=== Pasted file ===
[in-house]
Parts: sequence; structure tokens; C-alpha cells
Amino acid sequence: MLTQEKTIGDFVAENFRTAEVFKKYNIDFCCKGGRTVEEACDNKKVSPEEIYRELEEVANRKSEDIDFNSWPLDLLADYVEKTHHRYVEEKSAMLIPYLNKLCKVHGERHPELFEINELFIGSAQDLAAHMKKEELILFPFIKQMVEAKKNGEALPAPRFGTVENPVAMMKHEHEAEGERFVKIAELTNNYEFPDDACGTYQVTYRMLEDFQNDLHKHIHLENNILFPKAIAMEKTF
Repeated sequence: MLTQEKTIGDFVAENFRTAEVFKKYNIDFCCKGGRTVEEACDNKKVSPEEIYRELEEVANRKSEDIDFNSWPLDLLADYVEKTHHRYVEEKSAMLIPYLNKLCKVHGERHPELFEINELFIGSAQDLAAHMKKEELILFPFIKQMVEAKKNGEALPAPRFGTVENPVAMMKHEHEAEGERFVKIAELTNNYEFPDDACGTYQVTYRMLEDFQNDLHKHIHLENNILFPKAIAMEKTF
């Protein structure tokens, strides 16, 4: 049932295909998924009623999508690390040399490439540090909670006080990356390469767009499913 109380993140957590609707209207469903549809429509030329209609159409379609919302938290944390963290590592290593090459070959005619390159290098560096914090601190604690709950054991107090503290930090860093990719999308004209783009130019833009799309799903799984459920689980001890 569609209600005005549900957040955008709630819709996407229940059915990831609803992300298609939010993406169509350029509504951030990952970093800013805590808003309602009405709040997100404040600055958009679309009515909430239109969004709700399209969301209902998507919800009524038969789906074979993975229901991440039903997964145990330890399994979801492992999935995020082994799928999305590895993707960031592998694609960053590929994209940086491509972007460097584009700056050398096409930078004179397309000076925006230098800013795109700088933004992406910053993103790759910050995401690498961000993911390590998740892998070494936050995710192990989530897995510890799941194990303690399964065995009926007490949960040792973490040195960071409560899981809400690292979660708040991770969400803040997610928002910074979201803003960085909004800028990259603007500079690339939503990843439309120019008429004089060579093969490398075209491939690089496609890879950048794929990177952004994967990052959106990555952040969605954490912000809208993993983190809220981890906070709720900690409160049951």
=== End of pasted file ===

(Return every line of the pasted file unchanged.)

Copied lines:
[in-house]
Parts: sequence; structure tokens; C-alpha cells
Amino acid sequence: MLTQEKTIGDFVAENFRTAEVFKKYNIDFCCKGGRTVEEACDNKKVSPEEIYRELEEVANRKSEDIDFNSWPLDLLADYVEKTHHRYVEEKSAMLIPYLNKLCKVHGERHPELFEINELFIGSAQDLAAHMKKEELILFPFIKQMVEAKKNGEALPAPRFGTVENPVAMMKHEHEAEGERFVKIAELTNNYEFPDDACGTYQVTYRMLEDFQNDLHKHIHLENNILFPKAIAMEKTF
Repeated sequence: MLTQEKTIGDFVAENFRTAEVFKKYNIDFCCKGGRTVEEACDNKKVSPEEIYRELEEVANRKSEDIDFNSWPLDLLADYVEKTHHRYVEEKSAMLIPYLNKLCKVHGERHPELFEINELFIGSAQDLAAHMKKEELILFPFIKQMVEAKKNGEALPAPRFGTVENPVAMMKHEHEAEGERFVKIAELTNNYEFPDDACGTYQVTYRMLEDFQNDLHKHIHLENNILFPKAIAMEKTF
């Protein structure tokens, strides 16, 4: 049932295909998924009623999508690390040399490439540090909670006080990356390469767009499913 109380993140957590609707209207469903549809429509030329209609159409379609919302938290944390963290590592290593090459070959005619390159290098560096914090601190604690709950054991107090503290930090860093990719999308004209783009130019833009799309799903799984459920689980001890 569609209600005005549900957040955008709630819709996407229940059915990831609803992300298609939010993406169509350029509504951030990952970093800013805590808003309602009405709040997100404040600055958009679309009515909430239109969004709700399209969301209902998507919800009524038969789906074979993975229901991440039903997964145990330890399994979801492992999935995020082994799928999305590895993707960031592998694609960053590929994209940086491509972007460097584009700056050398096409930078004179397309000076925006230098800013795109700088933004992406910053993103790759910050995401690498961000993911390590998740892998070494936050995710192990989530897995510890799941194990303690399964065995009926007490949960040792973490040195960071409560899981809400690292979660708040991770969400803040997610928002910074979201803003960085909004800028990259603007500079690339939503990843439309120019008429004089060579093969490398075209491939690089496609890879950048794929990177952004994967990052959106990555952040969605954490912000809208993993983190809220981890906070709720900690409160049951």